Can We Talk? Show
Physician and author Siddhartha Mukherjee with host Dr. Brian Goldman.
We're offering you a crash course in medical communication this week. Not woolly medical jargon like 'space-occupying lesion' or 'toxic delirium' but how we use words to show what health professionals really think about their colleagues, diseases and you. Our residents' panel returns to introduce you to the words they use to grouse about overwork.
I also have a wonderful conversation with physician Siddhartha Mukherjee about his Pulitzer Prize-winning book 'The Emperor of All Maladies' and the language of cancer. As a special web bonus this week, you can hear an extended version of our conversation. See the link below.
It's our mission on White Coat, Black Art to have doctors, nurses and other health professionals speaking candidly about what goes on inside medicine's sliding doors. You may recall that last season, we had on our show a remarkable group of residents from McMaster University talking candidly about end of life issues. They used a turn of phrase - 'circling the drain' - to talk about patients who are dying and what it's like to care for them.
That phrase is just part of the lingua franca learned by residents on the wards. The average medical student learns twenty thousand or more medical terms - everything from aphasia to zygoma. On the wards, they learn even more words - a kind of secret code that reveals what they think about staying up late a night, being overworked, and what they think about you.
We've reconvened our residents' panel to help decipher the coded language of residents. Rick Mann - who was on our Rural Medicine Show a few weeks ago - has just finished his residency in family medicine. Nooreen Popat is a resident in internal medicine now training to be a respirologist. Andrew Burke is a resident in internal medicine. His partner Clarissa Burke is nearly finished training to be family doctor.
They explain the meaning of words that are used frequently on the wards.
* To turf (verb: to find any excuse to refer a patient to a different department or team). The verb can also be used as a noun. A 'turf' refers to a patient who has been referred to a different department or team
* To dump (verb: to refer a patient to a different department or team in the absence of any valid reason or excuse). Again, the verb can also be used to as a noun. A 'dump' refers to a patient who has been referred without valid reason or excuse to a different department or team.
Many of these words come from a book written by Samuel Shem (a pseudonym for psychiatrist Dr. Stephen Bergman) called The House of God. This is a book well worth reading if you want to learn more about what it's like to be a resident.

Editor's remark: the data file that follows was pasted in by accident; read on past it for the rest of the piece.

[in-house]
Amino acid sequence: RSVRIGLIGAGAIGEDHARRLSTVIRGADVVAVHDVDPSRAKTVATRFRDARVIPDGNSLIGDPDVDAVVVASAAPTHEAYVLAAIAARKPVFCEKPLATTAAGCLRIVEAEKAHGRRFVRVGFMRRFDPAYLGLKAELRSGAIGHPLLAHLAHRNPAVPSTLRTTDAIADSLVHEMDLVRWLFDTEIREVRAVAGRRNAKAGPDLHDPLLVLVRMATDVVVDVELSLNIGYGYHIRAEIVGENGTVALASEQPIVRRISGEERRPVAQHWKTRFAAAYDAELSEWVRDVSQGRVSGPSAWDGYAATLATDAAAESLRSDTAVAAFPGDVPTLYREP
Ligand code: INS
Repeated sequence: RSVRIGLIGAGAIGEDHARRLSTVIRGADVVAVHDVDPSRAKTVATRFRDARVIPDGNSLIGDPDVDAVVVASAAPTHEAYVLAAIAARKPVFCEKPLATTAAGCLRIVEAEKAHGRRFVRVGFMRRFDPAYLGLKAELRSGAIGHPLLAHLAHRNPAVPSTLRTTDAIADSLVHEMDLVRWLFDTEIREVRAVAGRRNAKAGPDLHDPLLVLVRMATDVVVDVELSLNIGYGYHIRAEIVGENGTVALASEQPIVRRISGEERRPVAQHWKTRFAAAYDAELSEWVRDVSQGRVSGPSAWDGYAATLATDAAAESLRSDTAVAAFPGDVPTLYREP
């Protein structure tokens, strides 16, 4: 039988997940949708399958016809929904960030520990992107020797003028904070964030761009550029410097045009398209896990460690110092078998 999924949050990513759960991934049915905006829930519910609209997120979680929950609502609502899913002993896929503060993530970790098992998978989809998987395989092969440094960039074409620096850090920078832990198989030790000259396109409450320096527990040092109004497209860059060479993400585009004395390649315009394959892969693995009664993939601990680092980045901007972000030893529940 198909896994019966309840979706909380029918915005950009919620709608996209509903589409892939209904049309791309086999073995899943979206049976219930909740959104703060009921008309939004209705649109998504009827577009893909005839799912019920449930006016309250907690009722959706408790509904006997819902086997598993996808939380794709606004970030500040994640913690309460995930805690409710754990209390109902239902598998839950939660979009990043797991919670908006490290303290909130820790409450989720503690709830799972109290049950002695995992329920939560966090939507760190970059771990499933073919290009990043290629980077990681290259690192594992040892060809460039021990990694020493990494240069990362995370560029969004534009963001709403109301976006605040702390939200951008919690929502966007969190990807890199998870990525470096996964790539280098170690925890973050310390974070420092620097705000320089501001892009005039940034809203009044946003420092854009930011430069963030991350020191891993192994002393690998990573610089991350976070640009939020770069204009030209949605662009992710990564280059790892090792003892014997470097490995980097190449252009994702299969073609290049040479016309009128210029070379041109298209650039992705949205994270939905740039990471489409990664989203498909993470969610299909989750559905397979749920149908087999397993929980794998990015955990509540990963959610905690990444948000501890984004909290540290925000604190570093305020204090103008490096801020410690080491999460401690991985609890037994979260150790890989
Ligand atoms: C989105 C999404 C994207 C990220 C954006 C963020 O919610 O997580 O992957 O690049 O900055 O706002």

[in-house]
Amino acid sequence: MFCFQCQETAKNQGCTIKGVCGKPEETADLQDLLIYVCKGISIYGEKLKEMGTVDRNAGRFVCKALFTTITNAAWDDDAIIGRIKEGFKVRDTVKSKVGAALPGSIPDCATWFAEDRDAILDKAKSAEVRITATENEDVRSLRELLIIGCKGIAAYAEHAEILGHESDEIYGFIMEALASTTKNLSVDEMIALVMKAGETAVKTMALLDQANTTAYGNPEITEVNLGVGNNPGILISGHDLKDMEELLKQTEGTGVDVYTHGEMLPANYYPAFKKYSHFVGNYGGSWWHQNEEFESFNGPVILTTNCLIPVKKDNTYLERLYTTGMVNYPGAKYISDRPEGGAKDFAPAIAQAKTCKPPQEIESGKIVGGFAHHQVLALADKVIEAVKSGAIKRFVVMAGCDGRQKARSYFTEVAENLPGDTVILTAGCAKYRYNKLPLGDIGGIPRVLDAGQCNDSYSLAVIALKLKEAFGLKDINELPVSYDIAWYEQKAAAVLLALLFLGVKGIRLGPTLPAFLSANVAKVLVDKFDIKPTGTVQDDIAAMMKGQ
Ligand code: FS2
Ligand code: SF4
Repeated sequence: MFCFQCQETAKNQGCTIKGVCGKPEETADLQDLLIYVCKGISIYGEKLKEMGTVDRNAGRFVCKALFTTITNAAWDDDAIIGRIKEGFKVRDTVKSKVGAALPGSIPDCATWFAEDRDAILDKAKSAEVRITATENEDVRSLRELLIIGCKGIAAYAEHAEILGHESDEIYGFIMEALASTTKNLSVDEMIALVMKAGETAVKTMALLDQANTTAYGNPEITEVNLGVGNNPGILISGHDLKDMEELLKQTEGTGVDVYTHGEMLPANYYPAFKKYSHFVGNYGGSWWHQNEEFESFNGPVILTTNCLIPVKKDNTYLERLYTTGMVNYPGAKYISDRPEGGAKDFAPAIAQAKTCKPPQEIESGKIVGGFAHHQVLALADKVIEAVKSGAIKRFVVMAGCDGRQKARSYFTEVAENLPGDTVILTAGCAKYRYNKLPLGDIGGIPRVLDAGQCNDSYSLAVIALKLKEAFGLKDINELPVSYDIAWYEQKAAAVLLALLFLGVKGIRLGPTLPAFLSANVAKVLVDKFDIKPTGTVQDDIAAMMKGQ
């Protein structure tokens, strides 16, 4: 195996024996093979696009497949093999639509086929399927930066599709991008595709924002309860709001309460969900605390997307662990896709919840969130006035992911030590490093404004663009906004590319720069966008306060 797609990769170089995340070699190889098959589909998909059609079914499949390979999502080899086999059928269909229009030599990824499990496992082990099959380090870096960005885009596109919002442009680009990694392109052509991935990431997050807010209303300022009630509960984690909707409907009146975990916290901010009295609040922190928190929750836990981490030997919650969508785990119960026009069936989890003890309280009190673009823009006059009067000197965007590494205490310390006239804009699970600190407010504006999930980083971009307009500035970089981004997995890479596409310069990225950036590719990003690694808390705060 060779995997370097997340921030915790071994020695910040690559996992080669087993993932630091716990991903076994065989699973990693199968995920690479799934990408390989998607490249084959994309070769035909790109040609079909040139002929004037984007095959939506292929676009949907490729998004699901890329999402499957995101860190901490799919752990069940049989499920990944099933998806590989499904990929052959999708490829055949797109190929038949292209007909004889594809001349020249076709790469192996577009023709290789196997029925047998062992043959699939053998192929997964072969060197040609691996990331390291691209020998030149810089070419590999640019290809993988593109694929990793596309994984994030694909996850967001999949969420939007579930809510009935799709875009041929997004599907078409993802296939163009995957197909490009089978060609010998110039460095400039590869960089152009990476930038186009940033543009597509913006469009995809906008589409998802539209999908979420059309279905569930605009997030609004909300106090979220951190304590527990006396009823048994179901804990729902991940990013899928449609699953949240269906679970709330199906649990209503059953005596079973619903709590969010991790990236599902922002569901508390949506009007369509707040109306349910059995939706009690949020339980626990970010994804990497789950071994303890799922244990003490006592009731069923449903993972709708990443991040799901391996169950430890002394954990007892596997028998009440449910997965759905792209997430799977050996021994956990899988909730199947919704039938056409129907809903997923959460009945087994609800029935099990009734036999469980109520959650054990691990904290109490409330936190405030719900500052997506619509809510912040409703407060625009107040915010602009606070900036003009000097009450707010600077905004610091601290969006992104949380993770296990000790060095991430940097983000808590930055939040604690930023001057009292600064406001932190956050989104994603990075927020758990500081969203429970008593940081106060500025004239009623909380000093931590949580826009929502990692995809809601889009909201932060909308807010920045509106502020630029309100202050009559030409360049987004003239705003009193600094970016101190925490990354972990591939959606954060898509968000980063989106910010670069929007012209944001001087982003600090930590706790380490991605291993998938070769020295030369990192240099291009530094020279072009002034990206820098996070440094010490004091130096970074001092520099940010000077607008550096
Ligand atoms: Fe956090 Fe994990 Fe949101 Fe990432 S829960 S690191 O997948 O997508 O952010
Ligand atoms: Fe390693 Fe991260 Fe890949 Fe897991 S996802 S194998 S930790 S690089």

You may be shocked to learn that young doctors sometimes use pejorative language to talk about you. Don't be. I think it's refreshing to hear them admit that they get tired and cranky at night and may not be too keen on doing extra work. As Rick Mann said, they're just blowing off steam. Most of them do the work! That these young doctors are aware not just of the secret language but that using it doesn't show them at their best bodes well for them and for you.
Turns out residents aren't the only ones who have a special language of their own. So do nurses. Canadian Erin Sullivan is a former nurse who - her words, not mine - has "crossed over to the dark side" and is now a third year medical student at the University of Limerick in Ireland. She's one of many Canadians who have traveled to Ireland, Australia and elsewhere to study medicine. We interviewed two such Canadians - Hannah Smith and Geoffrey Stevens - on a previous epsisode of WCBA.
Erin gives me a lesson in 'nurse-speak', a coded language that nurses use to get residents who are book-smart but lacking in practical know-how to do the right thing when the lives of patients are on the line. She wrote a three part series about this on her blog Asystole is the Most Stable Rhythm.
Here is just one example from her blog:
Nurse-speak: "Are you sure you want to [fill in procedure, medication, etc.] Mrs. Jones?
Translation: "If you do that you'll probably kill the patient".
Sullivan says the reason for the couched language is that in the hierarchical culture of medicine, nurses often feel reluctant to tell a resident straight up they forgot to order a test or are about to do something dangerous. I would hope that part of things is changing. But there's a larger issue in medicine I want to comment on.
I call it the 'Culture of Hinting'. Nurses aren't the only ones who hint. Doctors do it all the time to each other. We drop breadcrumbs to see if our colleagues have read the latest paper. We use the latest term to describe a clinical condition to test others to see if they're up to speed. Radiologists hint at the diagnosis by giving a litany of 'findings' like 'inflammatory stranding' around the appendix' without saying 'appendicitis'. I'm afraid to admit I've sometimes missed the point the radiologist was trying to make and had to call for clarification.
As a medical broadcaster, I'm in the business making things easy for people to understand. Make no mistake: hinting leads to errors and costs lives. As a profession, we have to stop this.
There's the language used by health professionals to talk to each other and about you. Then again, there's the language used to describe a dreaded condition like cancer. No one speaks that language better than Siddhartha Mukherjee - a cancer doctor, researcher and author of last year's astonishing Pulitzer Prize-winning book 'The Emperor of All Maladies'.
This year alone, more than 160,000 Canadians will be diagnosed with cancer -- and enter a world with its own often baffling words.
Those are my words for this week.